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Reliability : MDB or @Asynchronous

 
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I think the title says it all. Which is more reliable? If you don't have the topic/queue in between, you are more reliable because it's one less possible point of failure. Then again, a queue can be persistent, storing its messages in case of failure. If failure occurs on the application server, the messages will be persisted and can be processed when the server is rebooted. When one uses @Asynchronous, failure will cause message loss. But when failure occurs, your entire application will be down.

Suppose I have messages to send which may take milliseconds to process, yet may also take minutes to process, depending on a message selector. Which would be the best choice, and why?
 
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I would say a MDB (with a persistent queue) is more reliable than @Asynchronous. I think you pointed out why on your own message. Having more points of failure doesn't make an architecture less reliable, if the architecture is designed to work around such failures. I think persistent queues do exactly that.

Andres
 
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Hey Dieter,

If you use EJB3.1 (Java EE 6), and you want your asynchronous call to be reliably executed, but do not want to mess with MDB for whatever reason, you could use single-action timer with persistence set to "true" and minimal (1 ms) delay.
When you register a persistent timer, the container sore the timer information in persistent storage, so it will service server crash or restart.

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Mike
 
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Andres Olarte wrote:I would say a MDB (with a persistent queue) is more reliable than @Asynchronous.


Agreed. If there is a problem in the middle of @Asynchrnous, you don't have the recovery of the queue from a MDB.
 
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Jeanne Boyarsky wrote:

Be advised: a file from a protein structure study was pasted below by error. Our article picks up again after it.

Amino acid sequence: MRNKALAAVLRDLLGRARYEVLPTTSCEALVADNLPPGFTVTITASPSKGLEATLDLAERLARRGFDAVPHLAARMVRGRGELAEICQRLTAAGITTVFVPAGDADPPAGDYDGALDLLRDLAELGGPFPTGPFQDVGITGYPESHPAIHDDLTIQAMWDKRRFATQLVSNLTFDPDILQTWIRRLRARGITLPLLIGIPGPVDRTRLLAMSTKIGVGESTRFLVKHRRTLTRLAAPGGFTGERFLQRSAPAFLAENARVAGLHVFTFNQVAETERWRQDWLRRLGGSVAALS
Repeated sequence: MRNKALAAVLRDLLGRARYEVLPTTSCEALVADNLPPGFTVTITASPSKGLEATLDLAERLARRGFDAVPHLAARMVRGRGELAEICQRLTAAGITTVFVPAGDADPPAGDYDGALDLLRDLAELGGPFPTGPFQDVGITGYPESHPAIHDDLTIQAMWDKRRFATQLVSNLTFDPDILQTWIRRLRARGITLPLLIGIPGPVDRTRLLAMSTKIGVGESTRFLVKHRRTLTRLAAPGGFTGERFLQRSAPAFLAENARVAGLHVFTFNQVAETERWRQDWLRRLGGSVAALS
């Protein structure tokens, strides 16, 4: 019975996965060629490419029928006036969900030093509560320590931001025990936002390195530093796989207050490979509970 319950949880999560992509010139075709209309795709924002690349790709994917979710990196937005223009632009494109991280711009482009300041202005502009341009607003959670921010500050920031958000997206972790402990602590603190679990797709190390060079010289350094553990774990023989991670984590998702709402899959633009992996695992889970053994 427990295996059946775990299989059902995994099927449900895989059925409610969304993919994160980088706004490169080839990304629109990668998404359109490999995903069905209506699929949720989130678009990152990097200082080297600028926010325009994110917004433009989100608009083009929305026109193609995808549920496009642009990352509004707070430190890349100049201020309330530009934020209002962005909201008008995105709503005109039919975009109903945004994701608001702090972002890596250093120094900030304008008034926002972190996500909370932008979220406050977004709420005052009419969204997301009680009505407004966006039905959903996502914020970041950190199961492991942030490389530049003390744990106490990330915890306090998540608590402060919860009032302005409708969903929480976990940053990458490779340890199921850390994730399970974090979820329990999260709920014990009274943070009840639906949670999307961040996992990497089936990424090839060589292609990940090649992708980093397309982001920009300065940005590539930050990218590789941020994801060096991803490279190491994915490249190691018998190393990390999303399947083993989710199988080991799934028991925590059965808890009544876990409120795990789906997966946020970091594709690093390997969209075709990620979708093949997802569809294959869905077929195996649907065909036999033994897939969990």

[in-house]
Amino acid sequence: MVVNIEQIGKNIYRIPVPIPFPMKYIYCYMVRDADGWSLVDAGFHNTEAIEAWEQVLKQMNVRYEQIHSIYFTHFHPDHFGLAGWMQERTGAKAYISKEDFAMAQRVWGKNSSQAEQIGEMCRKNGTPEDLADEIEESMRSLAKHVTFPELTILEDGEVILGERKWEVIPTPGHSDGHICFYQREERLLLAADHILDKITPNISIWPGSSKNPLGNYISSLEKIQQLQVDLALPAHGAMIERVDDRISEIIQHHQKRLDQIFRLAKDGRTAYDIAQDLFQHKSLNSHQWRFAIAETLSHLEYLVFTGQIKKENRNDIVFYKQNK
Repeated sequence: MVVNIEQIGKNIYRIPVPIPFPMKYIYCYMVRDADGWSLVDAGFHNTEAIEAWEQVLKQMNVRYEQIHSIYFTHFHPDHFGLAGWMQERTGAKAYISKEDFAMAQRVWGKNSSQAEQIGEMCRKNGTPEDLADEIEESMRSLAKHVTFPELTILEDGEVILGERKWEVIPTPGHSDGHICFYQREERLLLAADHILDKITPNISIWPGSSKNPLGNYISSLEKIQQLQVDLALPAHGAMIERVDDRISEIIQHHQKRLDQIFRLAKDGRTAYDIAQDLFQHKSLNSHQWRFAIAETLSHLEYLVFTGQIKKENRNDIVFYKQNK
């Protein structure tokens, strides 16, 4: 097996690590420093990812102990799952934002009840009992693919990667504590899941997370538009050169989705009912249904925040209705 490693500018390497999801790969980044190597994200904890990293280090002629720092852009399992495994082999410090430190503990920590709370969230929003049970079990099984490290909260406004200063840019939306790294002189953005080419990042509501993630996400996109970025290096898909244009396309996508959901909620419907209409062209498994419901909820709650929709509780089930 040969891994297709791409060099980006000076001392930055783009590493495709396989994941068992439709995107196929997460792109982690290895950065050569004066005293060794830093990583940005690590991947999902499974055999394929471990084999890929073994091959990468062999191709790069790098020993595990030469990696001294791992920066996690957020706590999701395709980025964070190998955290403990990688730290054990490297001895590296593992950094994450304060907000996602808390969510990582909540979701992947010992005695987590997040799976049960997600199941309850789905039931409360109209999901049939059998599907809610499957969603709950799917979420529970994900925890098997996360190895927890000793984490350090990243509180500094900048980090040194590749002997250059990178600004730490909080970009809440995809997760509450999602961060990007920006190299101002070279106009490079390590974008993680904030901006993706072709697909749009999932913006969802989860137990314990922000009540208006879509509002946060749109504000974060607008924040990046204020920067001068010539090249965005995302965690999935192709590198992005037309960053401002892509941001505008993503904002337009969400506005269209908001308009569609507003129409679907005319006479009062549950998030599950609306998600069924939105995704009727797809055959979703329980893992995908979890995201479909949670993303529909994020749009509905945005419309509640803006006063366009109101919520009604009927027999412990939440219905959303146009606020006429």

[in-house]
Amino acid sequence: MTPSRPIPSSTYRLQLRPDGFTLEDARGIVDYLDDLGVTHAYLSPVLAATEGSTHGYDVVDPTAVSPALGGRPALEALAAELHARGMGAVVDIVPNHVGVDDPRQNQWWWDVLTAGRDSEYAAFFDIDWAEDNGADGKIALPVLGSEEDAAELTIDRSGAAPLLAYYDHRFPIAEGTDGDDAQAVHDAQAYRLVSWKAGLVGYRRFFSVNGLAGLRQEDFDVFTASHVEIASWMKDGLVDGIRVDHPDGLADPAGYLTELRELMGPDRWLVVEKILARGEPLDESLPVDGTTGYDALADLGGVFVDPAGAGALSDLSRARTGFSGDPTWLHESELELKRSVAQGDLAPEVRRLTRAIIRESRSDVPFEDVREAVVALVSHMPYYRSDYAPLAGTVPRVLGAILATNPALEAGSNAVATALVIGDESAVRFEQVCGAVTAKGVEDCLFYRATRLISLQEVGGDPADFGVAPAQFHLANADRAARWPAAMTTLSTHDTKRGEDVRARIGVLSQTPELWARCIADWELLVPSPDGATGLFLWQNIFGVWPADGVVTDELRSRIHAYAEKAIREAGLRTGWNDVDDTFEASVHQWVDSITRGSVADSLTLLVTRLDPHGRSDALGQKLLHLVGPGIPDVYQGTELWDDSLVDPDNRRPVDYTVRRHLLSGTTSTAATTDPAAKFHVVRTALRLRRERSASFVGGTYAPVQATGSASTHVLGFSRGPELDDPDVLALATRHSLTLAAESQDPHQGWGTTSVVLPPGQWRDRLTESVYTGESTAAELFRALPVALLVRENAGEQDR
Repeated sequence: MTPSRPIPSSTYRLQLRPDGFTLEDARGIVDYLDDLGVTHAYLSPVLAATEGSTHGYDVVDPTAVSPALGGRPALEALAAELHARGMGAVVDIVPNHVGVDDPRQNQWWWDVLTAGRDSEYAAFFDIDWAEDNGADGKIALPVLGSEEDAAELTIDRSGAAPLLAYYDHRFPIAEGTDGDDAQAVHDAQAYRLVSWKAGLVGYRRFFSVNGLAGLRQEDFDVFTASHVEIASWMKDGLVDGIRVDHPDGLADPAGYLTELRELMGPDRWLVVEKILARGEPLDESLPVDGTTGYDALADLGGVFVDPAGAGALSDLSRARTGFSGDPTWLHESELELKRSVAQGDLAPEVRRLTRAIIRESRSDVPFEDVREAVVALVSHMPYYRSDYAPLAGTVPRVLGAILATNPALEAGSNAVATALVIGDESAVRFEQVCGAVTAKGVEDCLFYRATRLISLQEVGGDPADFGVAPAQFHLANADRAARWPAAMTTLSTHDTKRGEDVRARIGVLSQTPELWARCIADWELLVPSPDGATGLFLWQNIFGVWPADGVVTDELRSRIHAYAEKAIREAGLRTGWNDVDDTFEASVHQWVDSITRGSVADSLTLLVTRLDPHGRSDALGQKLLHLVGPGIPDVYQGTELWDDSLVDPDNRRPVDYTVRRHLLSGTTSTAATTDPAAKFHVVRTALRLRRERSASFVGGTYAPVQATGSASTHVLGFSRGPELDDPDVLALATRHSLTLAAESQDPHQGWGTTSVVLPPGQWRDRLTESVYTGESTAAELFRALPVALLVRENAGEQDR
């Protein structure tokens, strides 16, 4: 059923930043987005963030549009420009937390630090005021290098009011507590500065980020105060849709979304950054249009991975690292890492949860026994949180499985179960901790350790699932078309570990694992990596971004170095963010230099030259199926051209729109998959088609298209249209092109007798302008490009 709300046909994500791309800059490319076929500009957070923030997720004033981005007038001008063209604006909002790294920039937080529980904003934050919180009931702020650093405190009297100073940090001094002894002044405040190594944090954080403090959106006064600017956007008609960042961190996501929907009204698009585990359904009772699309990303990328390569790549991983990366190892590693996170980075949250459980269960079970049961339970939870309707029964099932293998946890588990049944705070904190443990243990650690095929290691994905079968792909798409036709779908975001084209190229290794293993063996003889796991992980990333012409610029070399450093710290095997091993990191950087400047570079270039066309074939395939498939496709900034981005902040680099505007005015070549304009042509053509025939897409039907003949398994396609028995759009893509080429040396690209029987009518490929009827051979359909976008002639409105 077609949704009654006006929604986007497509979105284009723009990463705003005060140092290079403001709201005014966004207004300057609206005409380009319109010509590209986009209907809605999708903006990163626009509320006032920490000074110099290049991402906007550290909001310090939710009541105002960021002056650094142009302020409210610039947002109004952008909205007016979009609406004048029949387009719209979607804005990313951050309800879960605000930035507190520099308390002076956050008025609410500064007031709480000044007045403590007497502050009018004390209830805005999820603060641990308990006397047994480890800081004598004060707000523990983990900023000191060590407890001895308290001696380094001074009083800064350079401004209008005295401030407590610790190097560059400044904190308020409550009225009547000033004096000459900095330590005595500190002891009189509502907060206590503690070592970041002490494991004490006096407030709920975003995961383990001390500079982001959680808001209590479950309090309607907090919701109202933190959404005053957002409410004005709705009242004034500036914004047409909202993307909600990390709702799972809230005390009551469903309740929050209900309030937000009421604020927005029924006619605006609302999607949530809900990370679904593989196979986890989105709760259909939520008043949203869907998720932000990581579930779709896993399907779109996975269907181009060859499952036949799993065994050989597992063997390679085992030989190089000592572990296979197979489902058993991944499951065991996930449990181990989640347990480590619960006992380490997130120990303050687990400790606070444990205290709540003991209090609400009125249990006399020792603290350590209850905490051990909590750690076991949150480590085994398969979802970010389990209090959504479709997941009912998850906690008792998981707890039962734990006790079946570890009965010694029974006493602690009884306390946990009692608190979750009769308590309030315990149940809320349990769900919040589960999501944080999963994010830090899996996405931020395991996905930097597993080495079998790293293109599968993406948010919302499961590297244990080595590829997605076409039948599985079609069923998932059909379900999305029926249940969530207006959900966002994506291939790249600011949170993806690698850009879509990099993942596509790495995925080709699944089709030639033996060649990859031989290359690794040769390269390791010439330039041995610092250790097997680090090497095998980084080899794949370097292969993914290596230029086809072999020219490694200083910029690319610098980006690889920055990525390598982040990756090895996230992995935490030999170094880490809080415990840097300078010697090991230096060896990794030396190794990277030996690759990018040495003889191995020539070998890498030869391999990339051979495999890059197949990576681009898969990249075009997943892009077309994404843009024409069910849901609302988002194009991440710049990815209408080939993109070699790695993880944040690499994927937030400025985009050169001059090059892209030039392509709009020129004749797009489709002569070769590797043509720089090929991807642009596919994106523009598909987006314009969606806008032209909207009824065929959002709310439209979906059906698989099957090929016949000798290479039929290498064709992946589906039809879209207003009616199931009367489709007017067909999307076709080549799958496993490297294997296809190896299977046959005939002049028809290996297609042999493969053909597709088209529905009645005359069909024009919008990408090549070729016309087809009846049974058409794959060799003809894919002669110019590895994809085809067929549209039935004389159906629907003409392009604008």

Andres Olarte wrote:I would say a MDB (with a persistent queue) is more reliable than @Asynchronous.


Agreed. If there is a problem in the middle of @Asynchrnous, you don't have the recovery of the queue from a MDB.


Do you mean that, on a rollback due to the circumstances in @Asynchronous, the persistent timer won't try again? The specs on persistent timers say they do...
 
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Dieter Quickfend wrote:

Jeanne Boyarsky wrote:

Andres Olarte wrote:I would say a MDB (with a persistent queue) is more reliable than @Asynchronous.


Agreed. If there is a problem in the middle of @Asynchrnous, you don't have the recovery of the queue from a MDB.


Do you mean that, on a rollback due to the circumstances in @Asynchronous, the persistent timer won't try again? The specs on persistent timers say they do...



@Asynchronous is independent of timers. EJBs can have @Asynchronous methods which aren't invoked through timeout methods. In such cases, no persistence of "events" is involved and there's no retry.
 
Dieter Quickfend
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Thanks. I guess that clears it up. I also found this snippet from EJB in Action:

Asynchronous session beans are intended to be lightweight. This means that they do not provide any reliability
guarantees. This means that, if a container crashes while an asynchronous method is getting executed, the method
will not recover. Asynchronous beans are also not loosely coupled, meaning that a client holds a direct reference to
the asynchronously invoked session bean. If you require reliability and loose coupling and not just asynchronous
processing, you should consider message-driven beans.



So I will have to use either an MDB or @Timeout adding my data as timer info.

A shame that. It would be sleeker if @Asynchronous had a "persistent" option for fire-and-forget strategies, perhaps using @Timeout under the hood. I would say if you're using EJB's on the project, reliability is a likely concern.
 
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Hi,

Something else which wasn't mentioned above. Another reason why MDB is a much more reliable option is that it can be transaction aware:

"A message can be delivered to a message-driven bean within a transaction context, so all operations within the onMessage method are part of a single transaction. If message processing is rolled back, the message will be redelivered. " From Oracle Java EE 6 tutorial on MDB

Regards
 
Dieter Quickfend
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Katrin Perry wrote:Hi,

Something else which wasn't mentioned above. Another reason why MDB is a much more reliable option is that it can be transaction aware:

"A message can be delivered to a message-driven bean within a transaction context, so all operations within the onMessage method are part of a single transaction. If message processing is rolled back, the message will be redelivered. " From Oracle Java EE 6 tutorial on MDB

Regards


They're all transaction aware... It's the redelivery that does it.
 
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